Why am I so angry?
Anger is a healthy bodily reaction to threat. When we’re angry, our body is flooded with hormones like adrenaline which help us to manage the danger by fighting it off or running away. At times of risk, this is a very appropriate way to feel, and it usually passes as soon as the threat has gone, to be replaced with feelings of relief. Sometimes, though, people appear and feel angry when they are perfectly safe. This can be a learned behaviour which begins at an early age.
Children need help to manage their anger; the ‘terrible twos’ are all about learning to recognise threat as opposed to unfairness or pain. They have to go through the terrible twos phase in order to distinguish what is actually a threat and to learn ways to manage their feelings. Unfortunately, many people don’t realise that the management of emotions isn’t just about suppressing them, but about recognising them and expressing them safely. For them, anger is often seen not as an emotion which inevitably occurs from time to time, but as a character trait. People say things such as:
- “The red mist just descends, and then I explode”
- “I’m just an angry person”
- “I’m a very placid person, but when I blow I really blow!”
These comments seem to reflect a belief that anger is not controllable, and that it’s just there in some people and not in others. So, because they usually see these ways of being as something they can’t change, they can get into hot water with relationships at work, at home, and when driving. Some people do go to anger management classes to try to deal with their intrinsic anger, but these often don’t work in the long term. This is usually because there is a different emotion underneath the anger which isn’t being expressed.
Unexpressed feelings hidden by anger sometimes develop when all toddler emotion has been treated in the same way - as angry rebellion which needs to be quashed. In fact, it’s important for adults to try to work out why a child is behaving ‘badly’. Adults often mistake feelings such as fear, pain, sadness, unfairness - or just a need to connect - as anger. If they can acknowledge what the child is actually feeling, and make them feel safe, the child usually calms down.
Sometimes, the behaviour escalates quickly, and the child needs to be distracted before it’s possible to work out what’s upsetting them. This only works if adults believe that children don’t set out to be ‘naughty’ – they’re just responding to the intense emotion they’re feeling or, if older, experimenting with ways of being which may help to keep them safe or calm them. Sometimes, negative behaviour engages adults. If a child needs to know that there’s someone in charge, this does the job even if they get into trouble as a result.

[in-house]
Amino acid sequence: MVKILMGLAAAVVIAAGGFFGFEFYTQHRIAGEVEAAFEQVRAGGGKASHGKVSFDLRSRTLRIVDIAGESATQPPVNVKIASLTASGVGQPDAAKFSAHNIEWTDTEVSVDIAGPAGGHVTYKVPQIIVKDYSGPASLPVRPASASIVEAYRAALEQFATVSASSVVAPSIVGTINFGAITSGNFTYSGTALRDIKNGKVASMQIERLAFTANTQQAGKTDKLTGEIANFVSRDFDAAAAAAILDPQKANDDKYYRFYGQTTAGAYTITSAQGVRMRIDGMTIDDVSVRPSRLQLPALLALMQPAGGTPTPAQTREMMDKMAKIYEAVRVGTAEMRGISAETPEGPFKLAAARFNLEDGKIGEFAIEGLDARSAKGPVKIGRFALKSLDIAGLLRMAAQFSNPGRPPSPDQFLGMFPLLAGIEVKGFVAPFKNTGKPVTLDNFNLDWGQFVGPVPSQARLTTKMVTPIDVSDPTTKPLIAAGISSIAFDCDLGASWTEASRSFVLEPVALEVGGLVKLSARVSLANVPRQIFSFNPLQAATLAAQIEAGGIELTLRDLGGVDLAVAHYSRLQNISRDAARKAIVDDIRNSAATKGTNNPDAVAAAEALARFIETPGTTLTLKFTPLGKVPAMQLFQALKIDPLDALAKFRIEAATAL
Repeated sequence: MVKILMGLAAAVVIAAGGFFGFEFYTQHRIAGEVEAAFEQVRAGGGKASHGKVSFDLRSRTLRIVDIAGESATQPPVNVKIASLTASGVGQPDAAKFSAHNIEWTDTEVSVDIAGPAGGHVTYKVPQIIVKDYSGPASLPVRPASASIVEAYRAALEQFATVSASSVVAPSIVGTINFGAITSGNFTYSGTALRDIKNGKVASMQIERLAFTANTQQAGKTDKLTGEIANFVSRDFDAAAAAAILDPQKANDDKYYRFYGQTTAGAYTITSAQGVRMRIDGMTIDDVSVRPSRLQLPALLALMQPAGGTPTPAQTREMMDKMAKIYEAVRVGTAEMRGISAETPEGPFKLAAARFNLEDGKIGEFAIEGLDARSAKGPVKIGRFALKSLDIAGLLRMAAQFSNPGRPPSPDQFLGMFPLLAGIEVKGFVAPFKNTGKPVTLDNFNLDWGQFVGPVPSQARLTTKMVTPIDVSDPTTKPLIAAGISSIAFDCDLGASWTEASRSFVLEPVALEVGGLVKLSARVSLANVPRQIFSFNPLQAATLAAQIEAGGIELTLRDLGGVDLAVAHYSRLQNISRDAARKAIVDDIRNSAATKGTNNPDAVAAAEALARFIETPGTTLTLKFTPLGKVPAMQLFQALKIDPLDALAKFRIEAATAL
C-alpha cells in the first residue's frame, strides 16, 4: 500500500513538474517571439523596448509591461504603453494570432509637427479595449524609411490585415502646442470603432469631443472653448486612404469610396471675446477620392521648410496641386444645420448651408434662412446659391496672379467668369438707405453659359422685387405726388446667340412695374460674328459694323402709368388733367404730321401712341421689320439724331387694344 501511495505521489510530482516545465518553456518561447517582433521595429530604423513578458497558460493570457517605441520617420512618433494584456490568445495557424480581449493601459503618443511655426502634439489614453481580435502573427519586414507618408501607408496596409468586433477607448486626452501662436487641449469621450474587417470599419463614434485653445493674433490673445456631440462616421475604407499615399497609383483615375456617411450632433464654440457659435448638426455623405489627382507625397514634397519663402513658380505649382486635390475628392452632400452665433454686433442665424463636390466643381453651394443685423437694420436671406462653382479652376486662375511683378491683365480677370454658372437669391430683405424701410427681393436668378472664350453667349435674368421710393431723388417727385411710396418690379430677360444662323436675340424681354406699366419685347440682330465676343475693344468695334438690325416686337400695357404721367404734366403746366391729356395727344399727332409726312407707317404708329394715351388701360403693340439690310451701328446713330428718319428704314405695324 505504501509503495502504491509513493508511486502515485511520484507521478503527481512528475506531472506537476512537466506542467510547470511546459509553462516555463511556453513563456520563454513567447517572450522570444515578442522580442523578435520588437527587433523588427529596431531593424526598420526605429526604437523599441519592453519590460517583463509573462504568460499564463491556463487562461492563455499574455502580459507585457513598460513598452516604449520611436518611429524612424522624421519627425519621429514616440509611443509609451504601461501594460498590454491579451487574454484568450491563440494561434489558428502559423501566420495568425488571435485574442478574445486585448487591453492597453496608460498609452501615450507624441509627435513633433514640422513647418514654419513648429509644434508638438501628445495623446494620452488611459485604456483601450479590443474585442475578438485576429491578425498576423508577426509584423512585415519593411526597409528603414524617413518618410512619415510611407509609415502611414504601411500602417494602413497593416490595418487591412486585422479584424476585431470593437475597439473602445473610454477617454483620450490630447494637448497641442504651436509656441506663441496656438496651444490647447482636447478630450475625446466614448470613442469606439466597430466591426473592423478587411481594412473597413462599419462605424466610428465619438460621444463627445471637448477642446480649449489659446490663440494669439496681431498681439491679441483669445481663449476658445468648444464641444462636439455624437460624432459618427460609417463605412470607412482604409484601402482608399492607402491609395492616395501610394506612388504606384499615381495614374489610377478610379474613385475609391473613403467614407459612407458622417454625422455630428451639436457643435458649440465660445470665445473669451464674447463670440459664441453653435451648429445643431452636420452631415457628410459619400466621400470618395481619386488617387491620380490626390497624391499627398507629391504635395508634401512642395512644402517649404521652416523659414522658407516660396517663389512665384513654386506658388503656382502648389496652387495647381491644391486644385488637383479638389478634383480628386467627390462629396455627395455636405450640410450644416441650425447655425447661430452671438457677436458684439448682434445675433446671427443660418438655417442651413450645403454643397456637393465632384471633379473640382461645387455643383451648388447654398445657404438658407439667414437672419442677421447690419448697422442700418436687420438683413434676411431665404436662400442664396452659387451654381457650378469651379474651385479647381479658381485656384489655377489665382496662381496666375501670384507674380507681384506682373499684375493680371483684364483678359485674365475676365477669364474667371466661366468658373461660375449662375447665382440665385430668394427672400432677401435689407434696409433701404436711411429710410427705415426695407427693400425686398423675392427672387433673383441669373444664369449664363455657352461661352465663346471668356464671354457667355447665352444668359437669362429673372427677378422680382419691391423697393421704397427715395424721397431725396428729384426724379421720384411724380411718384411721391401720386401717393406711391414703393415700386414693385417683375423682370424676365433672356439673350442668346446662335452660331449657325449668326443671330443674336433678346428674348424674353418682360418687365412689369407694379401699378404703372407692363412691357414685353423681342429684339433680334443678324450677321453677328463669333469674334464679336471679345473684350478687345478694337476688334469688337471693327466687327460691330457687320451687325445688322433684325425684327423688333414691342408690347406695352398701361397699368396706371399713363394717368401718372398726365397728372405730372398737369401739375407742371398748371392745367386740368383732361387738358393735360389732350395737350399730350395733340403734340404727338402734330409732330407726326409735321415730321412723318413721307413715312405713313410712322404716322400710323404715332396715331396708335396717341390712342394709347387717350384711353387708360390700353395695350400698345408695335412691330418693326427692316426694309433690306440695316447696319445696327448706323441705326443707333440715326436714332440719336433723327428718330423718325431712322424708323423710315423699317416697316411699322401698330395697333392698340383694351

Sometimes adults ignore what they see as naughty or angry behaviour as a way of making clear that it’s not acceptable. Often, children do then stop the behaviour, because they learn there’s no point to it, and adults feel a lesson has been learned. However, this doesn’t stop them from feeling extremely upset underneath, feelings they’ll often suppress until they can do so no longer, and then, when they blow, everyone knows.
Keep calm and carry on
If your motto is “keep calm and carry on”, if you feel you don’t need help from other people or that you are better off alone, you probably come from a family where emotion wasn’t encouraged. We live in a country which values the idea of having a stiff upper lip and keeping our feelings to ourselves, so that means a lot of us are like this. Instead of showing anger, some of us become very compliant people-pleasers to avoid having to express unpleasant feelings which are dismissed or criticised rather than recognised and soothed.
Children can’t soothe themselves. They need adult help to learn how to do this, to explain the emotion they’re experiencing, and to work out how worried they should be by it. If their feelings are just treated as unwelcome anger, and ignored, misunderstood or even punished, they grow up only understanding the emotion of anger, which becomes the only emotion they can ‘do’. Other emotions may even be mistaken for anger, or it may be felt as acceptable while other emotions are not.